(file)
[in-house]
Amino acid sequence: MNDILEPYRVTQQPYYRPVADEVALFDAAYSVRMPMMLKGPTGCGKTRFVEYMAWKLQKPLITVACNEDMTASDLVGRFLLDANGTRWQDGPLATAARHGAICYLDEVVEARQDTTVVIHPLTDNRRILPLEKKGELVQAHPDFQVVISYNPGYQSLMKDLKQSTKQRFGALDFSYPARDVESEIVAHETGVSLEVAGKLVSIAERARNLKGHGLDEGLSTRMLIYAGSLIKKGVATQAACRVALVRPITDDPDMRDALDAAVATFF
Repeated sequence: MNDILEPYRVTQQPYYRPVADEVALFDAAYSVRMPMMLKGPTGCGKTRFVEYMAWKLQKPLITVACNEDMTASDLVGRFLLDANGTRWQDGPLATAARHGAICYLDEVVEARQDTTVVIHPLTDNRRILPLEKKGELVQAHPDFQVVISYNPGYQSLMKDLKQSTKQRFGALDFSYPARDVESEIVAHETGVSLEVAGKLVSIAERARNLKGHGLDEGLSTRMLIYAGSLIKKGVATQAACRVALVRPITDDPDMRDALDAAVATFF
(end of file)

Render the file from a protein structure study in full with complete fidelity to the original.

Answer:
[in-house]
Amino acid sequence: MNDILEPYRVTQQPYYRPVADEVALFDAAYSVRMPMMLKGPTGCGKTRFVEYMAWKLQKPLITVACNEDMTASDLVGRFLLDANGTRWQDGPLATAARHGAICYLDEVVEARQDTTVVIHPLTDNRRILPLEKKGELVQAHPDFQVVISYNPGYQSLMKDLKQSTKQRFGALDFSYPARDVESEIVAHETGVSLEVAGKLVSIAERARNLKGHGLDEGLSTRMLIYAGSLIKKGVATQAACRVALVRPITDDPDMRDALDAAVATFF
Repeated sequence: MNDILEPYRVTQQPYYRPVADEVALFDAAYSVRMPMMLKGPTGCGKTRFVEYMAWKLQKPLITVACNEDMTASDLVGRFLLDANGTRWQDGPLATAARHGAICYLDEVVEARQDTTVVIHPLTDNRRILPLEKKGELVQAHPDFQVVISYNPGYQSLMKDLKQSTKQRFGALDFSYPARDVESEIVAHETGVSLEVAGKLVSIAERARNLKGHGLDEGLSTRMLIYAGSLIKKGVATQAACRVALVRPITDDPDMRDALDAAVATFF